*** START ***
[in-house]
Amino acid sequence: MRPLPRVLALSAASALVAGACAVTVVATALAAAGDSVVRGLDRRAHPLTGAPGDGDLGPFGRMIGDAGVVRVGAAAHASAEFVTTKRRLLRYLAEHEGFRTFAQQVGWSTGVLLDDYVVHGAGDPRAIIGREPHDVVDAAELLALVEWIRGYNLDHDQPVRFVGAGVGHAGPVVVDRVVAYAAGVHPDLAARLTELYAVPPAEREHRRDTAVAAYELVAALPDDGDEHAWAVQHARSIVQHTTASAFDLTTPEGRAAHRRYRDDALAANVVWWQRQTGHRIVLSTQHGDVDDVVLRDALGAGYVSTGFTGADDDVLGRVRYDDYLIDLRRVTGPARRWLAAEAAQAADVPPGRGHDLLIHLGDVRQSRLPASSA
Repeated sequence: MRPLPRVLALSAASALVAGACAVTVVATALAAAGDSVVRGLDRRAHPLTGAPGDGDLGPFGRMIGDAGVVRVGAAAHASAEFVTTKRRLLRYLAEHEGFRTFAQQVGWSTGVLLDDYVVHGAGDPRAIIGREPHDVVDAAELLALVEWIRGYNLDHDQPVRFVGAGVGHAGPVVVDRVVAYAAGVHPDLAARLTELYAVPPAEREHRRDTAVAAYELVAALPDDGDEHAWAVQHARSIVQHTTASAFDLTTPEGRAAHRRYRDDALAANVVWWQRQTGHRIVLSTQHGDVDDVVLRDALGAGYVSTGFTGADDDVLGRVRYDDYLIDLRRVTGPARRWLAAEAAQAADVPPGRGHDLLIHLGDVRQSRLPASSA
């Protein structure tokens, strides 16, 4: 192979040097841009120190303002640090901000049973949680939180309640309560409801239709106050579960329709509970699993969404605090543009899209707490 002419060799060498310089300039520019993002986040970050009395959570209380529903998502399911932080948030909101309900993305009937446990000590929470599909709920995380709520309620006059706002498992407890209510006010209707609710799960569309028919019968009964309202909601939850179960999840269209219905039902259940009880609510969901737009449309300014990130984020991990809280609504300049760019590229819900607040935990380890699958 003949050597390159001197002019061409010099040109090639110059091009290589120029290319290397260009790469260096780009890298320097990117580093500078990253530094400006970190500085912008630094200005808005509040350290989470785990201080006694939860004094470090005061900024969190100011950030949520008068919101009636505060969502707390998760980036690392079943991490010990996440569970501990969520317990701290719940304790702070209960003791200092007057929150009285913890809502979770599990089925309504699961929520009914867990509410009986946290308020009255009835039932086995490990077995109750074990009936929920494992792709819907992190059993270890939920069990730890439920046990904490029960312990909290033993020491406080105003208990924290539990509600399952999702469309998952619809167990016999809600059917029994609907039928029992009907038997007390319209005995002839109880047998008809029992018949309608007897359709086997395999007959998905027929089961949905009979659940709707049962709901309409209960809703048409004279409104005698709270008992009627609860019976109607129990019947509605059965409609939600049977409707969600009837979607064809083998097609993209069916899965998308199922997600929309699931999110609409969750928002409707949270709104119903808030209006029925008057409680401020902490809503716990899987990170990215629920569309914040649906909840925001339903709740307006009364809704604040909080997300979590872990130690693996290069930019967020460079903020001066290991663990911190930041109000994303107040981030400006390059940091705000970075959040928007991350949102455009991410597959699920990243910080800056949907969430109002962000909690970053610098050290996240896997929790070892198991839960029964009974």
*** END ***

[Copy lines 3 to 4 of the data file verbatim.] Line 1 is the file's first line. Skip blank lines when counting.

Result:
Repeated sequence: MRPLPRVLALSAASALVAGACAVTVVATALAAAGDSVVRGLDRRAHPLTGAPGDGDLGPFGRMIGDAGVVRVGAAAHASAEFVTTKRRLLRYLAEHEGFRTFAQQVGWSTGVLLDDYVVHGAGDPRAIIGREPHDVVDAAELLALVEWIRGYNLDHDQPVRFVGAGVGHAGPVVVDRVVAYAAGVHPDLAARLTELYAVPPAEREHRRDTAVAAYELVAALPDDGDEHAWAVQHARSIVQHTTASAFDLTTPEGRAAHRRYRDDALAANVVWWQRQTGHRIVLSTQHGDVDDVVLRDALGAGYVSTGFTGADDDVLGRVRYDDYLIDLRRVTGPARRWLAAEAAQAADVPPGRGHDLLIHLGDVRQSRLPASSA
């Protein structure tokens, strides 16, 4: 192979040097841009120190303002640090901000049973949680939180309640309560409801239709106050579960329709509970699993969404605090543009899209707490 002419060799060498310089300039520019993002986040970050009395959570209380529903998502399911932080948030909101309900993305009937446990000590929470599909709920995380709520309620006059706002498992407890209510006010209707609710799960569309028919019968009964309202909601939850179960999840269209219905039902259940009880609510969901737009449309300014990130984020991990809280609504300049760019590229819900607040935990380890699958 003949050597390159001197002019061409010099040109090639110059091009290589120029290319290397260009790469260096780009890298320097990117580093500078990253530094400006970190500085912008630094200005808005509040350290989470785990201080006694939860004094470090005061900024969190100011950030949520008068919101009636505060969502707390998760980036690392079943991490010990996440569970501990969520317990701290719940304790702070209960003791200092007057929150009285913890809502979770599990089925309504699961929520009914867990509410009986946290308020009255009835039932086995490990077995109750074990009936929920494992792709819907992190059993270890939920069990730890439920046990904490029960312990909290033993020491406080105003208990924290539990509600399952999702469309998952619809167990016999809600059917029994609907039928029992009907038997007390319209005995002839109880047998008809029992018949309608007897359709086997395999007959998905027929089961949905009979659940709707049962709901309409209960809703048409004279409104005698709270008992009627609860019976109607129990019947509605059965409609939600049977409707969600009837979607064809083998097609993209069916899965998308199922997600929309699931999110609409969750928002409707949270709104119903808030209006029925008057409680401020902490809503716990899987990170990215629920569309914040649906909840925001339903709740307006009364809704604040909080997300979590872990130690693996290069930019967020460079903020001066290991663990911190930041109000994303107040981030400006390059940091705000970075959040928007991350949102455009991410597959699920990243910080800056949907969430109002962000909690970053610098050290996240896997929790070892198991839960029964009974």